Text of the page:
Some may think that companies’ efforts in social sustainability are a preference for society, but this is a misunderstanding, as these companies reap many advantages by adhering to environmental rules, whether in the medium or long term.
This is why it is not surprising that social sustainability becomes a vital part of any organization. CSR affects everything; From customers and employees to investors. Business leaders who understand how to integrate sustainability into their operations can set their companies up for long-term success.
In addition to the above, sustainability may help companies promote innovation, growth, and the ability to meet environmental and societal challenges. The more a company cares about society, the environment and its employees, the more successful it will be in the long term.
The importance of social sustainability
• Cut costs
Reducing the environmental footprint often means considering efficiency measures at every stage of business operations (energy, raw materials, factories, etc.), and many companies are moving towards a circular economy that conserves and recycles resources.
Changing habits, reducing waste, reducing energy, and implementing more cost-effective systems and supply chains show that moving towards sustainability goes hand in hand with cost savings and operational efficiencies.
• Attracting customers
It is no secret that today’s consumers are more aware of the environment than ever before. They consider a company’s social and environmental impact when deciding whether to purchase a good or service and are more likely to buy from companies that practice sustainable habits.
According to the latest survey conducted by Deloitte UK on social sustainability and consumer behavior, 28% of consumers stopped buying certain products due to ethical or environmental concerns; Rather, this percentage reached 45% among Generation Z (people born after 1997 AD). This trend is likely to continue to increase in the coming years. Hence, companies must meet new consumer expectations.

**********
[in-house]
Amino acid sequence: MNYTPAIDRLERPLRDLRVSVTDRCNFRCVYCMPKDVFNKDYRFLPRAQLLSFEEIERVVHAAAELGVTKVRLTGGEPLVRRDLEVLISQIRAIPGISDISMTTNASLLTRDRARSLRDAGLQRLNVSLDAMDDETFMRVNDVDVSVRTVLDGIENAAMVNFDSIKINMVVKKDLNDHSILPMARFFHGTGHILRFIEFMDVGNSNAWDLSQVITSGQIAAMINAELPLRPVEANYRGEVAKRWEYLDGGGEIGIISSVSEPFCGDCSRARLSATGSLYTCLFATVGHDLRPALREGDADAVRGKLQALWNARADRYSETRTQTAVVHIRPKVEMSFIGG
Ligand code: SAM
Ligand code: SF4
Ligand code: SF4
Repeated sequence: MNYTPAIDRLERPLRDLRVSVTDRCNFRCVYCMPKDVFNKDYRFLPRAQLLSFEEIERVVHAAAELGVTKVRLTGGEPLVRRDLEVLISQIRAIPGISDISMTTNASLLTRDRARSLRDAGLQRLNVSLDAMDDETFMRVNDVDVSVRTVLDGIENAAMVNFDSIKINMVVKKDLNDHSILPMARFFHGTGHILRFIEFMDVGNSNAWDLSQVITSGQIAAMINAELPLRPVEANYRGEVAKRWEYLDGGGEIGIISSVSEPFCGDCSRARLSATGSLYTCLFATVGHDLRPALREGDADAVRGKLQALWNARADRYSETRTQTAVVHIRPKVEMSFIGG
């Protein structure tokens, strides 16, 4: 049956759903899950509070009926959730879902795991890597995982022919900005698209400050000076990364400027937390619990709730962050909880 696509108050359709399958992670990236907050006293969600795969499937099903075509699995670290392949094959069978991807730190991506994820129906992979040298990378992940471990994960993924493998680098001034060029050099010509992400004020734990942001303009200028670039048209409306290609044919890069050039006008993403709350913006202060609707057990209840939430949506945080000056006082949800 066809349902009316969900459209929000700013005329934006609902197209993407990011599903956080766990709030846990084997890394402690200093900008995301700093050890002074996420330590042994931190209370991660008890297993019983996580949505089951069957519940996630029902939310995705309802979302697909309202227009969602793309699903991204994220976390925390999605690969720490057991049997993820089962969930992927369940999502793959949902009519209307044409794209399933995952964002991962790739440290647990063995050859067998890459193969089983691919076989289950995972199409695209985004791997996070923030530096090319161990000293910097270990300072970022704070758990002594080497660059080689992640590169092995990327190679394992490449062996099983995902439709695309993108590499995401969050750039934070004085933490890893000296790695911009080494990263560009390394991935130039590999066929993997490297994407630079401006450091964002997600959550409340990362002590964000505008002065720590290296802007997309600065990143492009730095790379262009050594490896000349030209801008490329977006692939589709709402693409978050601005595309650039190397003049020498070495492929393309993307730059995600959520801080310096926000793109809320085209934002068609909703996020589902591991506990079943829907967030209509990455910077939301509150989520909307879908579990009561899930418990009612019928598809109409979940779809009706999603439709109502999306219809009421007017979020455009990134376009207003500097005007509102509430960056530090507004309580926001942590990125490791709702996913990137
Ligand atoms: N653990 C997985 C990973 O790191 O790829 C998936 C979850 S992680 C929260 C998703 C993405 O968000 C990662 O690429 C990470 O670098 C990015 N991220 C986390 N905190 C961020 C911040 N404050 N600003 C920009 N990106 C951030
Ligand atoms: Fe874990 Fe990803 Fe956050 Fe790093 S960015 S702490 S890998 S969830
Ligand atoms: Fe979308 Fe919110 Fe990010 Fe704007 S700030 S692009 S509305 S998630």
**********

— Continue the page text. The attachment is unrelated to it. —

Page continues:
• Raising the rate of employee retention
People’s needs to think about both the personal and the public future are constantly increasing, especially among the younger generations; Therefore, they do not want to be associated with companies involved in environmental disasters or cause damage to society.
Consquently, companies that do not show any interest in dealing with the social and environmental impact of their activities will be excluded by qualified youth and talent, and vice versa. Thus, the retention rates of qualified employees will increase, if the company enhances its social sustainability practices.
• Improving the brand image
The ubiquity of the media and the power of social media means that companies are increasingly subject to public scrutiny. Unethical practices and irresponsible operations are becoming increasingly difficult to hide.
Corporate entities are now under constant pressure to show a positive image of their environmental, social and ethical responsibility, and if they adhere to environmental and social standards, this means that their brand reputation will improve greatly with consumers.
• Ensured long-term viability
For organizations around the world, incorporating sustainable innovation, inclusive growth, as well as social and environmental impact into corporate strategy now makes business sense and ensures the company’s long-term survival.
A study by professors at Harvard Business School and London Business School tracked companies that voluntarily adopted social sustainability policies by 1993.
Compared to companies that did not focus on as many sustainability policies, the most sustainable companies outperformed significantly over the next 18 years from a stock market and accounting perspective.
• Attracting investors and funds
Investors are increasingly scrutinizing companies’ social sustainability efforts. Whether in terms of general practices, or internal efforts.
According to the American SIF Foundation’s 2020 report on sustainable investment trends and impact in the United States, as of the end of 2019, one out of every three dollars was invested in professional departments in what is known as sustainability, responsibility, and impact (SRI).